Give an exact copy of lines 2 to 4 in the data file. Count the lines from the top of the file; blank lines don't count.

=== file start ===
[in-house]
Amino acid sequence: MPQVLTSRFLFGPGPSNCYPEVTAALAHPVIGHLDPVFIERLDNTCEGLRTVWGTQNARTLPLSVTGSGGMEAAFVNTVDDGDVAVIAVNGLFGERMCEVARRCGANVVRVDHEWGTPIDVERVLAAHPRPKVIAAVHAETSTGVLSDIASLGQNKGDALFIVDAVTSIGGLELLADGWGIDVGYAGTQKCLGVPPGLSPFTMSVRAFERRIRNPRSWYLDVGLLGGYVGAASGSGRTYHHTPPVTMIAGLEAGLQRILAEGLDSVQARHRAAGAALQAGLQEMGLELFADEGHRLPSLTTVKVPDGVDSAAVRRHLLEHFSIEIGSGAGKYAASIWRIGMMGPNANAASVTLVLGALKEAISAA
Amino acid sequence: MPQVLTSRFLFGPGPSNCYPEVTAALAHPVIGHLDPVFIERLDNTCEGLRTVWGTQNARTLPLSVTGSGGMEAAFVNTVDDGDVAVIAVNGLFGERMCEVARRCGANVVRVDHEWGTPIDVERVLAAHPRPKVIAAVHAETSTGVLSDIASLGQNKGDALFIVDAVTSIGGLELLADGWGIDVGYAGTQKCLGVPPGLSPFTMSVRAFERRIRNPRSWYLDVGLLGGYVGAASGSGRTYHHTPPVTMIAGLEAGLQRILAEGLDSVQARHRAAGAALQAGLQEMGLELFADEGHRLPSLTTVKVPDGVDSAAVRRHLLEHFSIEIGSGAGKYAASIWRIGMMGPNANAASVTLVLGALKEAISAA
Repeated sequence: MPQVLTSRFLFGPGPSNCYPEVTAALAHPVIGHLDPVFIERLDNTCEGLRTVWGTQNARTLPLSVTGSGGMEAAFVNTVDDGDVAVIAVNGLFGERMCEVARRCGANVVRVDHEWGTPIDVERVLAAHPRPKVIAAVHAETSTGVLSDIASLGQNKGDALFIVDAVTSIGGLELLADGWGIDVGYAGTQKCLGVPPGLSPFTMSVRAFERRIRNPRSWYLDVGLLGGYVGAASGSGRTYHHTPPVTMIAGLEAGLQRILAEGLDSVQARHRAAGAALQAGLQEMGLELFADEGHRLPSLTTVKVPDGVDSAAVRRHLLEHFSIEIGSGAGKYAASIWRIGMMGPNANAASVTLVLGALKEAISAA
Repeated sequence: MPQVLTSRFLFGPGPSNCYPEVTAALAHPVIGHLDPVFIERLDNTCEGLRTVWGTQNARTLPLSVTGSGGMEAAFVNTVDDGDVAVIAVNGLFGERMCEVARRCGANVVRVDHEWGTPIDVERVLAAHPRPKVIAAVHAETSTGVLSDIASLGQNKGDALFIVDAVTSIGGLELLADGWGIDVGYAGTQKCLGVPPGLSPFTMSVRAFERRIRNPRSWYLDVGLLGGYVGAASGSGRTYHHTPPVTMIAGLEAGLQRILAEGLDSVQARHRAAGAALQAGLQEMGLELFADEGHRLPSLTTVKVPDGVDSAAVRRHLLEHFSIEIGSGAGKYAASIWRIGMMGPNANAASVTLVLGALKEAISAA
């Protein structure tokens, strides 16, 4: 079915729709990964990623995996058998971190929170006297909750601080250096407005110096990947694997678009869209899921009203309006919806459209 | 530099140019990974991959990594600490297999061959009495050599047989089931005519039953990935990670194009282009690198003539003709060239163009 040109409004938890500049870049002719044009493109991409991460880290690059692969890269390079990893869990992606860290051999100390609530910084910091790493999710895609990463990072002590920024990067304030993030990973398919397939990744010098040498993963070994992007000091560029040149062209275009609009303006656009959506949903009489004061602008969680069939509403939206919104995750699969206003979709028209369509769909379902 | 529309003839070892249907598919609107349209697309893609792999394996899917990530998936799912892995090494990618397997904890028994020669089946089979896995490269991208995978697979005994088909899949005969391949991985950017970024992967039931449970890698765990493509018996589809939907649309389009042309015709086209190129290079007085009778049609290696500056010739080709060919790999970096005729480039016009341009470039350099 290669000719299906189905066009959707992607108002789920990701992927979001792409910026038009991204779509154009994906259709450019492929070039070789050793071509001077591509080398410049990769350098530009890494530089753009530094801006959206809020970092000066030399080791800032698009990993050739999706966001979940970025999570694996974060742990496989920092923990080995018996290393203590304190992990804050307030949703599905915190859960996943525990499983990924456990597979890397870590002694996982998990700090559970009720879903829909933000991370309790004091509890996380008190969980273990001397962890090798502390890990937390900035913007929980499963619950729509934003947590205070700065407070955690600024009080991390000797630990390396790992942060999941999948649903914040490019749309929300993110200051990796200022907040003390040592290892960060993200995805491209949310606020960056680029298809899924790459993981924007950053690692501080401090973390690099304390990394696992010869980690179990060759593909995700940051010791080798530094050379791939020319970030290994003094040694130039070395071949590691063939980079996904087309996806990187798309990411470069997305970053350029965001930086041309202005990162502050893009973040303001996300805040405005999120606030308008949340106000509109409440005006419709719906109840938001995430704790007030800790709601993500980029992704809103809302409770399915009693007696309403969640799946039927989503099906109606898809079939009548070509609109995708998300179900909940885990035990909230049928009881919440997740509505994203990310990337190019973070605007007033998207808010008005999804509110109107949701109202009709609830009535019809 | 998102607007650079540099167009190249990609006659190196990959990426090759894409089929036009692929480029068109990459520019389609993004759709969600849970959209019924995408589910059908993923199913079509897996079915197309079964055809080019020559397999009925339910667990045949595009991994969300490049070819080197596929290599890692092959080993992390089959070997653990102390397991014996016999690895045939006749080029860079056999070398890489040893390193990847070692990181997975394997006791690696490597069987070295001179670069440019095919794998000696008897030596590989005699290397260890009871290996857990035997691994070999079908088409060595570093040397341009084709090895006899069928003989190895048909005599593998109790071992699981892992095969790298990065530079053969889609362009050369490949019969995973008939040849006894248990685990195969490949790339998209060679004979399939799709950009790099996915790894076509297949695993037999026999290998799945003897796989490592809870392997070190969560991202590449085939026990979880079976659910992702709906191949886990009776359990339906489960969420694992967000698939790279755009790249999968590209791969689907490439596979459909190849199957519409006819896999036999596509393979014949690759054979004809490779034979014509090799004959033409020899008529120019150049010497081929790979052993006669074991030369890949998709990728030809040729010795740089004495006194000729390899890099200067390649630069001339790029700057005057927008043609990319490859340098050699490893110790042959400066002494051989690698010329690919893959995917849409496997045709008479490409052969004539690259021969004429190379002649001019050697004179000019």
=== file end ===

Amino acid sequence: MPQVLTSRFLFGPGPSNCYPEVTAALAHPVIGHLDPVFIERLDNTCEGLRTVWGTQNARTLPLSVTGSGGMEAAFVNTVDDGDVAVIAVNGLFGERMCEVARRCGANVVRVDHEWGTPIDVERVLAAHPRPKVIAAVHAETSTGVLSDIASLGQNKGDALFIVDAVTSIGGLELLADGWGIDVGYAGTQKCLGVPPGLSPFTMSVRAFERRIRNPRSWYLDVGLLGGYVGAASGSGRTYHHTPPVTMIAGLEAGLQRILAEGLDSVQARHRAAGAALQAGLQEMGLELFADEGHRLPSLTTVKVPDGVDSAAVRRHLLEHFSIEIGSGAGKYAASIWRIGMMGPNANAASVTLVLGALKEAISAA
Amino acid sequence: MPQVLTSRFLFGPGPSNCYPEVTAALAHPVIGHLDPVFIERLDNTCEGLRTVWGTQNARTLPLSVTGSGGMEAAFVNTVDDGDVAVIAVNGLFGERMCEVARRCGANVVRVDHEWGTPIDVERVLAAHPRPKVIAAVHAETSTGVLSDIASLGQNKGDALFIVDAVTSIGGLELLADGWGIDVGYAGTQKCLGVPPGLSPFTMSVRAFERRIRNPRSWYLDVGLLGGYVGAASGSGRTYHHTPPVTMIAGLEAGLQRILAEGLDSVQARHRAAGAALQAGLQEMGLELFADEGHRLPSLTTVKVPDGVDSAAVRRHLLEHFSIEIGSGAGKYAASIWRIGMMGPNANAASVTLVLGALKEAISAA
Repeated sequence: MPQVLTSRFLFGPGPSNCYPEVTAALAHPVIGHLDPVFIERLDNTCEGLRTVWGTQNARTLPLSVTGSGGMEAAFVNTVDDGDVAVIAVNGLFGERMCEVARRCGANVVRVDHEWGTPIDVERVLAAHPRPKVIAAVHAETSTGVLSDIASLGQNKGDALFIVDAVTSIGGLELLADGWGIDVGYAGTQKCLGVPPGLSPFTMSVRAFERRIRNPRSWYLDVGLLGGYVGAASGSGRTYHHTPPVTMIAGLEAGLQRILAEGLDSVQARHRAAGAALQAGLQEMGLELFADEGHRLPSLTTVKVPDGVDSAAVRRHLLEHFSIEIGSGAGKYAASIWRIGMMGPNANAASVTLVLGALKEAISAA